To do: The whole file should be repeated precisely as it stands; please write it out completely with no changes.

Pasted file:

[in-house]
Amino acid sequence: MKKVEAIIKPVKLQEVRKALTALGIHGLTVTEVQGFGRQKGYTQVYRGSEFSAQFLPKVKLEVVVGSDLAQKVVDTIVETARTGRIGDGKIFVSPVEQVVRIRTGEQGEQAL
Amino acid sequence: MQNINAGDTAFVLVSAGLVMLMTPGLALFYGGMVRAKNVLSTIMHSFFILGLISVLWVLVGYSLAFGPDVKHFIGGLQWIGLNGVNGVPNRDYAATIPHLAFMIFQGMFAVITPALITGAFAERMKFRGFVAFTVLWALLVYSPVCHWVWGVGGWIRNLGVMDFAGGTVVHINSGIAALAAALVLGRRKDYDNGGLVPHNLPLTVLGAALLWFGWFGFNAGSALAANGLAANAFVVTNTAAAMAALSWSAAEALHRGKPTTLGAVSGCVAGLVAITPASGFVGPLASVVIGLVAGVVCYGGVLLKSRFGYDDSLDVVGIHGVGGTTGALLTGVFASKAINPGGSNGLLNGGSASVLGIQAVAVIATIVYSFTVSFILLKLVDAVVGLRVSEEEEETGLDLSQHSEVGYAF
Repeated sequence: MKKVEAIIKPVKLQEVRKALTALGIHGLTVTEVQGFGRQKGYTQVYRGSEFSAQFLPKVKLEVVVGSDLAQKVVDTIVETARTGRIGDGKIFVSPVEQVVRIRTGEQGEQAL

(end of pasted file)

[in-house]
Amino acid sequence: MKKVEAIIKPVKLQEVRKALTALGIHGLTVTEVQGFGRQKGYTQVYRGSEFSAQFLPKVKLEVVVGSDLAQKVVDTIVETARTGRIGDGKIFVSPVEQVVRIRTGEQGEQAL
Amino acid sequence: MQNINAGDTAFVLVSAGLVMLMTPGLALFYGGMVRAKNVLSTIMHSFFILGLISVLWVLVGYSLAFGPDVKHFIGGLQWIGLNGVNGVPNRDYAATIPHLAFMIFQGMFAVITPALITGAFAERMKFRGFVAFTVLWALLVYSPVCHWVWGVGGWIRNLGVMDFAGGTVVHINSGIAALAAALVLGRRKDYDNGGLVPHNLPLTVLGAALLWFGWFGFNAGSALAANGLAANAFVVTNTAAAMAALSWSAAEALHRGKPTTLGAVSGCVAGLVAITPASGFVGPLASVVIGLVAGVVCYGGVLLKSRFGYDDSLDVVGIHGVGGTTGALLTGVFASKAINPGGSNGLLNGGSASVLGIQAVAVIATIVYSFTVSFILLKLVDAVVGLRVSEEEEETGLDLSQHSEVGYAF
Repeated sequence: MKKVEAIIKPVKLQEVRKALTALGIHGLTVTEVQGFGRQKGYTQVYRGSEFSAQFLPKVKLEVVVGSDLAQKVVDTIVETARTGRIGDGKIFVSPVEQVVRIRTGEQGEQAL